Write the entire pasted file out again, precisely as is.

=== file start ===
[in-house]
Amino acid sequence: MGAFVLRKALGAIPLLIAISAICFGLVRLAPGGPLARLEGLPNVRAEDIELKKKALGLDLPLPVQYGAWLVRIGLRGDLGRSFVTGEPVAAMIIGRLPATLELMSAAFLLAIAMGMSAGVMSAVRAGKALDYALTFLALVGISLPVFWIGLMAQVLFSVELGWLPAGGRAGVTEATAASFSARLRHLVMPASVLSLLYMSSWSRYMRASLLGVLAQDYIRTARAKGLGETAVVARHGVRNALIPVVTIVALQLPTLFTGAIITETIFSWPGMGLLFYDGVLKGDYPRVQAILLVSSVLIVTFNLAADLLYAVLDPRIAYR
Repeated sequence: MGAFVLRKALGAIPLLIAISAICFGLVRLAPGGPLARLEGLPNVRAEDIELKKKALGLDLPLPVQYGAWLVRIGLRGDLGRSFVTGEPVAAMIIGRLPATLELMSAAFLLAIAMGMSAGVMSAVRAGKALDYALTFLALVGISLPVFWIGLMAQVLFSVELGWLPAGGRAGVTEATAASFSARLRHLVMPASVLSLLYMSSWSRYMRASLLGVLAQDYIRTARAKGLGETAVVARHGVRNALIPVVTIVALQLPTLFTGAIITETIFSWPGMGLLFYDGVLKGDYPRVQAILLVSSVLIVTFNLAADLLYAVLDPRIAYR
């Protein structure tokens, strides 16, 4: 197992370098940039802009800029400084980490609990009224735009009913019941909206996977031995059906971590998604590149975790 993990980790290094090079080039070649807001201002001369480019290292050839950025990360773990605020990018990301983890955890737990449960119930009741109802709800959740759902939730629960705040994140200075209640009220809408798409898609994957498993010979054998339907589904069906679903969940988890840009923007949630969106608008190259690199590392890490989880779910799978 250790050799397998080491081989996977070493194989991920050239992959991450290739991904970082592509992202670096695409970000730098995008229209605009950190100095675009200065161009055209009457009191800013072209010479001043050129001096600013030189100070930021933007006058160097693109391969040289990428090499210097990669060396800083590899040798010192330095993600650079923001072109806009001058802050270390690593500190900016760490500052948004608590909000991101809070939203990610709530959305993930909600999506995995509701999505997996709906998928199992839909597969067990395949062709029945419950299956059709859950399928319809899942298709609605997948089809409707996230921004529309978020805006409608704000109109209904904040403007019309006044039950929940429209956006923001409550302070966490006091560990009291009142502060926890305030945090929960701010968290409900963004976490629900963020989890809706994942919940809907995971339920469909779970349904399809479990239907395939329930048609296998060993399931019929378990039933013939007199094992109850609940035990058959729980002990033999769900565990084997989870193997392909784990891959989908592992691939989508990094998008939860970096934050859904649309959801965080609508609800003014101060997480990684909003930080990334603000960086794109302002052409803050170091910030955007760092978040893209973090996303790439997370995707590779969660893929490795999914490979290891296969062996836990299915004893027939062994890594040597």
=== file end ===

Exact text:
[in-house]
Amino acid sequence: MGAFVLRKALGAIPLLIAISAICFGLVRLAPGGPLARLEGLPNVRAEDIELKKKALGLDLPLPVQYGAWLVRIGLRGDLGRSFVTGEPVAAMIIGRLPATLELMSAAFLLAIAMGMSAGVMSAVRAGKALDYALTFLALVGISLPVFWIGLMAQVLFSVELGWLPAGGRAGVTEATAASFSARLRHLVMPASVLSLLYMSSWSRYMRASLLGVLAQDYIRTARAKGLGETAVVARHGVRNALIPVVTIVALQLPTLFTGAIITETIFSWPGMGLLFYDGVLKGDYPRVQAILLVSSVLIVTFNLAADLLYAVLDPRIAYR
Repeated sequence: MGAFVLRKALGAIPLLIAISAICFGLVRLAPGGPLARLEGLPNVRAEDIELKKKALGLDLPLPVQYGAWLVRIGLRGDLGRSFVTGEPVAAMIIGRLPATLELMSAAFLLAIAMGMSAGVMSAVRAGKALDYALTFLALVGISLPVFWIGLMAQVLFSVELGWLPAGGRAGVTEATAASFSARLRHLVMPASVLSLLYMSSWSRYMRASLLGVLAQDYIRTARAKGLGETAVVARHGVRNALIPVVTIVALQLPTLFTGAIITETIFSWPGMGLLFYDGVLKGDYPRVQAILLVSSVLIVTFNLAADLLYAVLDPRIAYR
């Protein structure tokens, strides 16, 4: 197992370098940039802009800029400084980490609990009224735009009913019941909206996977031995059906971590998604590149975790 993990980790290094090079080039070649807001201002001369480019290292050839950025990360773990605020990018990301983890955890737990449960119930009741109802709800959740759902939730629960705040994140200075209640009220809408798409898609994957498993010979054998339907589904069906679903969940988890840009923007949630969106608008190259690199590392890490989880779910799978 250790050799397998080491081989996977070493194989991920050239992959991450290739991904970082592509992202670096695409970000730098995008229209605009950190100095675009200065161009055209009457009191800013072209010479001043050129001096600013030189100070930021933007006058160097693109391969040289990428090499210097990669060396800083590899040798010192330095993600650079923001072109806009001058802050270390690593500190900016760490500052948004608590909000991101809070939203990610709530959305993930909600999506995995509701999505997996709906998928199992839909597969067990395949062709029945419950299956059709859950399928319809899942298709609605997948089809409707996230921004529309978020805006409608704000109109209904904040403007019309006044039950929940429209956006923001409550302070966490006091560990009291009142502060926890305030945090929960701010968290409900963004976490629900963020989890809706994942919940809907995971339920469909779970349904399809479990239907395939329930048609296998060993399931019929378990039933013939007199094992109850609940035990058959729980002990033999769900565990084997989870193997392909784990891959989908592992691939989508990094998008939860970096934050859904649309959801965080609508609800003014101060997480990684909003930080990334603000960086794109302002052409803050170091910030955007760092978040893209973090996303790439997370995707590779969660893929490795999914490979290891296969062996836990299915004893027939062994890594040597």